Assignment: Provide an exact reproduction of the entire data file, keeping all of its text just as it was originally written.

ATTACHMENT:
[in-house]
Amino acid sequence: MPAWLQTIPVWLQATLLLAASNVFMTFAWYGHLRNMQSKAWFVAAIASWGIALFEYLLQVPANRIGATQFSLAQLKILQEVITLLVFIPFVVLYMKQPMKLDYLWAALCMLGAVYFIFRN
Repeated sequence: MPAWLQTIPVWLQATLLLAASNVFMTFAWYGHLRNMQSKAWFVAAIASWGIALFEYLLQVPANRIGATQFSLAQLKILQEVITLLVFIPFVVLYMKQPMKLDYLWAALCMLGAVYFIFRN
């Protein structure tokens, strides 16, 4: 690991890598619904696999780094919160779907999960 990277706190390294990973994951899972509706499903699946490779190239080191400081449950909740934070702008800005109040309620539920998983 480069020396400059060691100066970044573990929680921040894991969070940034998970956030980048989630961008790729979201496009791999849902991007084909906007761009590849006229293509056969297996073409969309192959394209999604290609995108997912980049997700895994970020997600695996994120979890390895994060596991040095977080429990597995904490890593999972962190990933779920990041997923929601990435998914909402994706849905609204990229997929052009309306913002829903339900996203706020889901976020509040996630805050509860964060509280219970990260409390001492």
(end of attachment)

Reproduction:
[in-house]
Amino acid sequence: MPAWLQTIPVWLQATLLLAASNVFMTFAWYGHLRNMQSKAWFVAAIASWGIALFEYLLQVPANRIGATQFSLAQLKILQEVITLLVFIPFVVLYMKQPMKLDYLWAALCMLGAVYFIFRN
Repeated sequence: MPAWLQTIPVWLQATLLLAASNVFMTFAWYGHLRNMQSKAWFVAAIASWGIALFEYLLQVPANRIGATQFSLAQLKILQEVITLLVFIPFVVLYMKQPMKLDYLWAALCMLGAVYFIFRN
């Protein structure tokens, strides 16, 4: 690991890598619904696999780094919160779907999960 990277706190390294990973994951899972509706499903699946490779190239080191400081449950909740934070702008800005109040309620539920998983 480069020396400059060691100066970044573990929680921040894991969070940034998970956030980048989630961008790729979201496009791999849902991007084909906007761009590849006229293509056969297996073409969309192959394209999604290609995108997912980049997700895994970020997600695996994120979890390895994060596991040095977080429990597995904490890593999972962190990933779920990041997923929601990435998914909402994706849905609204990229997929052009309306913002829903339900996203706020889901976020509040996630805050509860964060509280219970990260409390001492």